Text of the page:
Pastor-Centric Christianity?

It’s something that has rubbed me the wrong way for a long time.  I have categorized this under “Just a Thought,” so I allow myself the freedom to be wrong in what follows.  But it seems to me that unhealthy lines between “pastor” and “laymen” have been drawn in my particular flavor of churches.  One of the primary historical criticisms of the Catholic Church is the way that the Church Universal ultimately revolves around the pope and the individual parishes ultimately belong to individual priests, the responsibility of humble parishioners being to show up, pay their dues, and shut their mouths.  How different is this really from the SBC church you belong to?  A pastor leaves or a pastor falls, and a church falls apart altogether, as though the one man were the glue that bound the church together rather than love (Colossians 3:14), the Spirit (Ephesians 4:3), Christ (John 17:3; Ephesians 2:20-22), or one another (Ephesians 4:16).  Too often we settle into a mindset that the pastor will hold the church together as God in turn holds him together.  My brothers, these things should not be so.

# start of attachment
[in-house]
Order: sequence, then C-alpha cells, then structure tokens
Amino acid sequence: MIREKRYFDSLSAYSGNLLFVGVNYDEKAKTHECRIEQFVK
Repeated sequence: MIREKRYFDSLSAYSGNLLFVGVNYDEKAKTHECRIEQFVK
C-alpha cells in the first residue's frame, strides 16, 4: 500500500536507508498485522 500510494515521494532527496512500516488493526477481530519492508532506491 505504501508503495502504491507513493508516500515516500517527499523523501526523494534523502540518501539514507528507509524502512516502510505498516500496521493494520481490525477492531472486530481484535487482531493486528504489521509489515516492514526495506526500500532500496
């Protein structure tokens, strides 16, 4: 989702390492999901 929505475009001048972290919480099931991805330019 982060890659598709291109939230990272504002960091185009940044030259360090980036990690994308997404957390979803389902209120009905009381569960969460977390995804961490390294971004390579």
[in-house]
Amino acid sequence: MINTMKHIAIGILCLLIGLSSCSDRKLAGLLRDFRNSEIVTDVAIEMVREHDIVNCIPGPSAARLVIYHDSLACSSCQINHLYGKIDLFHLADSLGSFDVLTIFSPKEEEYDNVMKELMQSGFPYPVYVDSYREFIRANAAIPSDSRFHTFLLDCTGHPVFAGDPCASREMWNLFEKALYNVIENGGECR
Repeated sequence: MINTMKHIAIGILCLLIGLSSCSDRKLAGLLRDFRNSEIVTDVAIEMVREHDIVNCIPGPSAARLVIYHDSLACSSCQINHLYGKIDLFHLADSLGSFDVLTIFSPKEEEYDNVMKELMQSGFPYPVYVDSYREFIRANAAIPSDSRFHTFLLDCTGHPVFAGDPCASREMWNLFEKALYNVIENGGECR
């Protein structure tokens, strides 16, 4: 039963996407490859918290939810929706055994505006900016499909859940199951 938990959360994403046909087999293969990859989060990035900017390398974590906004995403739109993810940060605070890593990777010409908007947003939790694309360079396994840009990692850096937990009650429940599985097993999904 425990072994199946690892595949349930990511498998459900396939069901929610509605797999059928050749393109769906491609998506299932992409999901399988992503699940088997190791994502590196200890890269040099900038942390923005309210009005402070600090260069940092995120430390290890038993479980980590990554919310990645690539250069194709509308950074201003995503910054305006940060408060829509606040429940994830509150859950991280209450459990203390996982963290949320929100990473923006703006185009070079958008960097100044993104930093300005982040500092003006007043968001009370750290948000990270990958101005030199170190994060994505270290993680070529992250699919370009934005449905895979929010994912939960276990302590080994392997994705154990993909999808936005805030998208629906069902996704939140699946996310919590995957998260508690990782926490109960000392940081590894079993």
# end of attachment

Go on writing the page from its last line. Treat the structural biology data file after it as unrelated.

In theory and in orthodox theology, obviously this is light years apart Evangelical ecclesiology.  But in practice?  I think far too often we have constructed 16-inch-thick steel barriers between clergy and laity.  Or maybe the church has elevated the pastor to a 10-foot pedestal.  Or maybe the pastor has elevated the pulpit to a 10-foot pedestal towering over the rest of the congregation…